DICTIONARIES AND THOSE WHO MAKE THEM

2013-01-05Samuel Johnson, the pioneer of English dictionary-making, defined the word “lexicographer” rather pessimistically: A writer of dictionaries; a harmless drudge, that busies himself in tracing the original, and detailing the signification of words. In Mr. Johnson’s mind, the adjective “dull” was also associated with writing dictionaries:   Not exhilarating; not delightful; as, to make dictionaries is dull work.

Would the most distinguished man of letters in English history ever have thought that after two and a half centuries the art of compiling dictionaries could be a most exhilarating pursuit both for professionals and amateurs? The dictionary websites of Merriam-Webster, Oxford, Collins, Macmillan etc offer not only definitions, but also all sorts of test, quizzes, blogs, and are interactive to the nth degree. The dynamics of the Internet permits registering “buzz words” the moment they appear. Here are examples of the coinages which were the most popular in British English in 2012 (see http://www.bbc.co.uk/news/education-20869405 for this)

omnishamblesa complete screw-up in all areas – currently being used to describe the coalition government;

 

2013-01-05Mobotmobotto make an M-shape with your hands and arms above your head. When the British long-distance runner Mo Farah won the 5,000m and 10,000m races in the athletics, for his victory celebration, he put his hands on his head and his arms made the shape of an M. The move was later imitated by other athletes (even though their names didn’t begin with “M”) and even politicians – this time with reference to non-sport events (see the picture);2013-01-05Mobot-by-Boris-Johnson

 

dumbphonea mobile phone with only basic functions (opposite to a smartphone);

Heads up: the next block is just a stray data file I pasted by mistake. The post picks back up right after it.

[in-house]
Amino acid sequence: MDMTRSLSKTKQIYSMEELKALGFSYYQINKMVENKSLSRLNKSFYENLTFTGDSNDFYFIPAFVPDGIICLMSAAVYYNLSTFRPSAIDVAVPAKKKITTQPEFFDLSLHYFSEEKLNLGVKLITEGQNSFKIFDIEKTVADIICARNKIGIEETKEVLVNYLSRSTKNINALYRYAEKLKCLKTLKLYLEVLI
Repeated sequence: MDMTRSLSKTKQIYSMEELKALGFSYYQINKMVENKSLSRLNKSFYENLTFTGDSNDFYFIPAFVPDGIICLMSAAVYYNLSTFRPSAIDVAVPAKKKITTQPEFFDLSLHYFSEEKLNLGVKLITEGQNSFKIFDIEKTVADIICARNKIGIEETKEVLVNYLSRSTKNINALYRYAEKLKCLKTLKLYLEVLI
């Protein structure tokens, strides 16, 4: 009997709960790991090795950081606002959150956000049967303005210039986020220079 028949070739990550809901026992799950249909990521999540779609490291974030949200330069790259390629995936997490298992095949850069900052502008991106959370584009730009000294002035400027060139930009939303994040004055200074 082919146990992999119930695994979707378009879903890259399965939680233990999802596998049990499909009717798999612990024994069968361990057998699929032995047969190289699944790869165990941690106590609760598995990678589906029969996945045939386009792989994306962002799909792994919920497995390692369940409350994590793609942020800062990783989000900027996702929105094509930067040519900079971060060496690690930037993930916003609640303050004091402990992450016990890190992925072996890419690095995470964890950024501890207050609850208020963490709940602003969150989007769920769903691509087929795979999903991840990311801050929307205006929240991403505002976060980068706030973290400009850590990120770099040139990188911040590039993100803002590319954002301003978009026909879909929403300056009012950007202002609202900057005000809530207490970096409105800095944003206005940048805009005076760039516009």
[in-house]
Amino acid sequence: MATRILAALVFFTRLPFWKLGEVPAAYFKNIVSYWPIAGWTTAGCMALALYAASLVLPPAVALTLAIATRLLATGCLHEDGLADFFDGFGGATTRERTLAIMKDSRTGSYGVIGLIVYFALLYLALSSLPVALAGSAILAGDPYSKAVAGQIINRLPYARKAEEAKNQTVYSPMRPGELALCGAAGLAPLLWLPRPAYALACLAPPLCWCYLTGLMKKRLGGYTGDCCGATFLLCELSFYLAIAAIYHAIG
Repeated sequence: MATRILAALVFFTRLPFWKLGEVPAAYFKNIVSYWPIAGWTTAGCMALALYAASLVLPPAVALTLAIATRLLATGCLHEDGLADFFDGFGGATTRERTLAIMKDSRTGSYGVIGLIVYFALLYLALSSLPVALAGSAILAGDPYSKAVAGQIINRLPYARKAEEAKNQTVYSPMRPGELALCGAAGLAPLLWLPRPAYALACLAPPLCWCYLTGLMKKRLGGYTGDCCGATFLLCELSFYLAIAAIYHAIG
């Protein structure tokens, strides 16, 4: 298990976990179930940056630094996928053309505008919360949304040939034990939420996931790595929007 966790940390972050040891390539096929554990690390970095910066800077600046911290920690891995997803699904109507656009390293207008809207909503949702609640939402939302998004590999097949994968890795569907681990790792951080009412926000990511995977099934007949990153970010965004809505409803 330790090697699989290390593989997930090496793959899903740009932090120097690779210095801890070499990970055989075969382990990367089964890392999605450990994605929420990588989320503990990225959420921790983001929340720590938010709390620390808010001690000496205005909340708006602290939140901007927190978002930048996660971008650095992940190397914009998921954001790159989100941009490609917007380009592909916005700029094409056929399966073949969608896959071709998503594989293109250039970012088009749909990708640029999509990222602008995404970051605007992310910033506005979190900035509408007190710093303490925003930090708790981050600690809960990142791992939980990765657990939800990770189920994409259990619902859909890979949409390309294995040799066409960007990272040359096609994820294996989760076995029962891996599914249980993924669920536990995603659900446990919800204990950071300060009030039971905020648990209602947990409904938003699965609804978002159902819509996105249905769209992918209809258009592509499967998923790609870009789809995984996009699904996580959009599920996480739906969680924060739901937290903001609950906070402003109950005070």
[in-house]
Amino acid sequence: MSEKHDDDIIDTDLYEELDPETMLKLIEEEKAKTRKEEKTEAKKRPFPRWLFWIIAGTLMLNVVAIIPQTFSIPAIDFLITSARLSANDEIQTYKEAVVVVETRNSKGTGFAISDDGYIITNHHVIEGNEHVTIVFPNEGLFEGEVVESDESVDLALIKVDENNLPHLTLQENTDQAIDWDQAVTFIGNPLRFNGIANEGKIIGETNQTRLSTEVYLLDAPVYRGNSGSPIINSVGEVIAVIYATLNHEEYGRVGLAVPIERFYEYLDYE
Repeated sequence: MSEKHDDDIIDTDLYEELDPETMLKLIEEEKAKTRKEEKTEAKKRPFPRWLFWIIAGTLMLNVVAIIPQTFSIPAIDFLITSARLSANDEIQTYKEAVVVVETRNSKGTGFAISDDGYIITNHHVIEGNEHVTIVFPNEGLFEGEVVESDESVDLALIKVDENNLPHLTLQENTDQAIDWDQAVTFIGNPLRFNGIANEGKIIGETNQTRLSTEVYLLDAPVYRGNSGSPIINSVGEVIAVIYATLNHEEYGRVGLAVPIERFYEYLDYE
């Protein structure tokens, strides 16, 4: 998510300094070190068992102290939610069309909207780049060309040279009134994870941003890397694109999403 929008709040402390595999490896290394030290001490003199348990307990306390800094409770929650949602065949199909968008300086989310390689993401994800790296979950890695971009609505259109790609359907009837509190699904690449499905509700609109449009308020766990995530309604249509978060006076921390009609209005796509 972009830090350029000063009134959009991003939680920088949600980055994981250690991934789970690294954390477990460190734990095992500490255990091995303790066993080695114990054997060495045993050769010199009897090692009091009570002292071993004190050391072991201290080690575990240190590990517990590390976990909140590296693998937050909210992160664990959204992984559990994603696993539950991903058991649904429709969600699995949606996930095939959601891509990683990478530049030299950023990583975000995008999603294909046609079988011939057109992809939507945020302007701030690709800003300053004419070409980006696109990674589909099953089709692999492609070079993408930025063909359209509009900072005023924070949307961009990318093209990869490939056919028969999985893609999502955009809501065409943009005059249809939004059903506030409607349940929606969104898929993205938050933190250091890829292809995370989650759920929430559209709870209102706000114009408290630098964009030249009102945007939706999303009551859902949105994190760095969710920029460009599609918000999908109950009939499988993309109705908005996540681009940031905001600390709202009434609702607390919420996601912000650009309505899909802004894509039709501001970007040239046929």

flexitariana person who follows a primarily, but not strictly, vegetarian diet.

 

Yours truly has also applied himself to the Internet lexicography and takes pride in having enlarged  the multitran.ru by some  dozen words and phrases. See http://www.multitran.ru/c/M.exe?a=116&UserName=Vitaliyb

So, why not  replace Samuel Jonson’s above definition with the antonyms of “dull” — absorbing, engrossing, fascinating, gripping, riveting, entertaining, amusing, diverting, intriguing when we explain what dictionary-making is?

 

It should be noted that the first lexicographers put much of their personalities in their work. Take, for instance, some more of Mr. Johnson’s interpretations:

Pension: An allowance made to any one without an equivalent. In England it is generally understood to mean pay given to a state hireling for treason to his country.

Politician: 1. One versed in the arts of government; one skilled in politicks. 2. A man of artifice; one of deep contrivance.

Oats: A grain, which in England is generally given to horses, but in Scotland appears to support the people.

2013-01-05A_Dictionary_of_the_English_Language_Noah_Webster_title_pageThe personality of Noah Webster, another great figure, is seen in his dictionary of English, which he made a banner of American independence. He was a patriot through and through and passionately believed that a new nation should have its own language. He said that a national language is a national tie and insisted that the time right after the revolution of 1775-1783 was the time to declare cultural independence too. Sounds quite fresh in the context of today’s Ukraine.

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